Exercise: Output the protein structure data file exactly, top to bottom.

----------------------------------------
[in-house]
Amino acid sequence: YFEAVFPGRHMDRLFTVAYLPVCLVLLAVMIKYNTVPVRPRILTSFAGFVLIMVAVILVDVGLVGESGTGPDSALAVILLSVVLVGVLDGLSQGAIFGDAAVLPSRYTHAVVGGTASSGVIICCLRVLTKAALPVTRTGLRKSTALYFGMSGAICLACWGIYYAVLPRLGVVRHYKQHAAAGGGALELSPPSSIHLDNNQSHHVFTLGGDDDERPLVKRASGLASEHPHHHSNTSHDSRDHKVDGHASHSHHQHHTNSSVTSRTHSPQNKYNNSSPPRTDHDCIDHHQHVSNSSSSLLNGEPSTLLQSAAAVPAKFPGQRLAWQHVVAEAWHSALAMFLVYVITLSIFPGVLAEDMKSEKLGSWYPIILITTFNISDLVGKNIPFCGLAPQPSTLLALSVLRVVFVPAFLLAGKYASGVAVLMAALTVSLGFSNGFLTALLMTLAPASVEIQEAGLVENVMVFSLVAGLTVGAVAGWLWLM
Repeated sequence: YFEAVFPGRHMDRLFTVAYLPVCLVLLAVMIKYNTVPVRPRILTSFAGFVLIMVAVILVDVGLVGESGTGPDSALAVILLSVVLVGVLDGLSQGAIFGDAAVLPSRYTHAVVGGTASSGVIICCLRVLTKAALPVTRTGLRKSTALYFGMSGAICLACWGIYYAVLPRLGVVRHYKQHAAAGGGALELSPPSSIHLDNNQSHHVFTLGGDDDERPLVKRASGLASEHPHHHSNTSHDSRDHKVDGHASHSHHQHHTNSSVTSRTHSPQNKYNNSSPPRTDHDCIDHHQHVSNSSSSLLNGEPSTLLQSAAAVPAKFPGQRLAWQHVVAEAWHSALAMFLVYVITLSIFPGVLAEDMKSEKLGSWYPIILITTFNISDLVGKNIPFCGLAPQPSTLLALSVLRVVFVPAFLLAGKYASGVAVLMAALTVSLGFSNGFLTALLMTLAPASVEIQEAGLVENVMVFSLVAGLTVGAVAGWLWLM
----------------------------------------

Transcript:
[in-house]
Amino acid sequence: YFEAVFPGRHMDRLFTVAYLPVCLVLLAVMIKYNTVPVRPRILTSFAGFVLIMVAVILVDVGLVGESGTGPDSALAVILLSVVLVGVLDGLSQGAIFGDAAVLPSRYTHAVVGGTASSGVIICCLRVLTKAALPVTRTGLRKSTALYFGMSGAICLACWGIYYAVLPRLGVVRHYKQHAAAGGGALELSPPSSIHLDNNQSHHVFTLGGDDDERPLVKRASGLASEHPHHHSNTSHDSRDHKVDGHASHSHHQHHTNSSVTSRTHSPQNKYNNSSPPRTDHDCIDHHQHVSNSSSSLLNGEPSTLLQSAAAVPAKFPGQRLAWQHVVAEAWHSALAMFLVYVITLSIFPGVLAEDMKSEKLGSWYPIILITTFNISDLVGKNIPFCGLAPQPSTLLALSVLRVVFVPAFLLAGKYASGVAVLMAALTVSLGFSNGFLTALLMTLAPASVEIQEAGLVENVMVFSLVAGLTVGAVAGWLWLM
Repeated sequence: YFEAVFPGRHMDRLFTVAYLPVCLVLLAVMIKYNTVPVRPRILTSFAGFVLIMVAVILVDVGLVGESGTGPDSALAVILLSVVLVGVLDGLSQGAIFGDAAVLPSRYTHAVVGGTASSGVIICCLRVLTKAALPVTRTGLRKSTALYFGMSGAICLACWGIYYAVLPRLGVVRHYKQHAAAGGGALELSPPSSIHLDNNQSHHVFTLGGDDDERPLVKRASGLASEHPHHHSNTSHDSRDHKVDGHASHSHHQHHTNSSVTSRTHSPQNKYNNSSPPRTDHDCIDHHQHVSNSSSSLLNGEPSTLLQSAAAVPAKFPGQRLAWQHVVAEAWHSALAMFLVYVITLSIFPGVLAEDMKSEKLGSWYPIILITTFNISDLVGKNIPFCGLAPQPSTLLALSVLRVVFVPAFLLAGKYASGVAVLMAALTVSLGFSNGFLTALLMTLAPASVEIQEAGLVENVMVFSLVAGLTVGAVAGWLWLM